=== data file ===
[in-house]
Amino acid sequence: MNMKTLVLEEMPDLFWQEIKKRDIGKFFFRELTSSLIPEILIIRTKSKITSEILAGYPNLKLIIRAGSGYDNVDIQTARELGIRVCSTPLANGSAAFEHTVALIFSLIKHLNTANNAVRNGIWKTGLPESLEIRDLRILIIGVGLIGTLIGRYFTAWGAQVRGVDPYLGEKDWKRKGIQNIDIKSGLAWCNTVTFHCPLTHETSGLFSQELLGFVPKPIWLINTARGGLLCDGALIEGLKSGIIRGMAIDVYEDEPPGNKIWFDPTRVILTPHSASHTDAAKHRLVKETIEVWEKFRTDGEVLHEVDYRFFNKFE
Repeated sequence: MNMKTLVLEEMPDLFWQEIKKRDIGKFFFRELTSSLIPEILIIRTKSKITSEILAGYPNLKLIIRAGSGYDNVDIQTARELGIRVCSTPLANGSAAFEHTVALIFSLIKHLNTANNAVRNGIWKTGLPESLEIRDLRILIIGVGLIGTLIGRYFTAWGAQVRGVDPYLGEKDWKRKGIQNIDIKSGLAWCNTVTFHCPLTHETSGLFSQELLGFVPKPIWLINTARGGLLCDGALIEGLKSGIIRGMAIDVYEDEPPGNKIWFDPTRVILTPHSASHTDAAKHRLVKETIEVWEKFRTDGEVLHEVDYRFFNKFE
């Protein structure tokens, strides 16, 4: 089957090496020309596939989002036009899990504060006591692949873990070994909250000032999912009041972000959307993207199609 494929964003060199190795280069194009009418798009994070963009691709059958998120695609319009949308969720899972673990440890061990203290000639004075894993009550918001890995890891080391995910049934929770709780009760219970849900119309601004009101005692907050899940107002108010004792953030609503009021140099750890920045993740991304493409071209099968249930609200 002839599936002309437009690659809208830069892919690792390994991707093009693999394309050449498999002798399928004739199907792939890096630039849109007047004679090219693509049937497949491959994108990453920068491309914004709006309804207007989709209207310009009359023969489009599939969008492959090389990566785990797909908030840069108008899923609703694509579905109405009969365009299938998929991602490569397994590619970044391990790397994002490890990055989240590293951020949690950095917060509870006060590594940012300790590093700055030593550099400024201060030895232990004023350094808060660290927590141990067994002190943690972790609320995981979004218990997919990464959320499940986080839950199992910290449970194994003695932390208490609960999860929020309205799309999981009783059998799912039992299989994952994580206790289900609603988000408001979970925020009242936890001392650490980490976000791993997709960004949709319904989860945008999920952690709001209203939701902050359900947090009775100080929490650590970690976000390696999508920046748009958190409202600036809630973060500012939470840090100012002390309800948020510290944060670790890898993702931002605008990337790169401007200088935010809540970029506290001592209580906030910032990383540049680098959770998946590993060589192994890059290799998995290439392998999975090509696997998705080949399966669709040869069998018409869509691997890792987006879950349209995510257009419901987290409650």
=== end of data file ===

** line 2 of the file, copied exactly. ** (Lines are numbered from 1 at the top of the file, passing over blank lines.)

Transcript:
Amino acid sequence: MNMKTLVLEEMPDLFWQEIKKRDIGKFFFRELTSSLIPEILIIRTKSKITSEILAGYPNLKLIIRAGSGYDNVDIQTARELGIRVCSTPLANGSAAFEHTVALIFSLIKHLNTANNAVRNGIWKTGLPESLEIRDLRILIIGVGLIGTLIGRYFTAWGAQVRGVDPYLGEKDWKRKGIQNIDIKSGLAWCNTVTFHCPLTHETSGLFSQELLGFVPKPIWLINTARGGLLCDGALIEGLKSGIIRGMAIDVYEDEPPGNKIWFDPTRVILTPHSASHTDAAKHRLVKETIEVWEKFRTDGEVLHEVDYRFFNKFE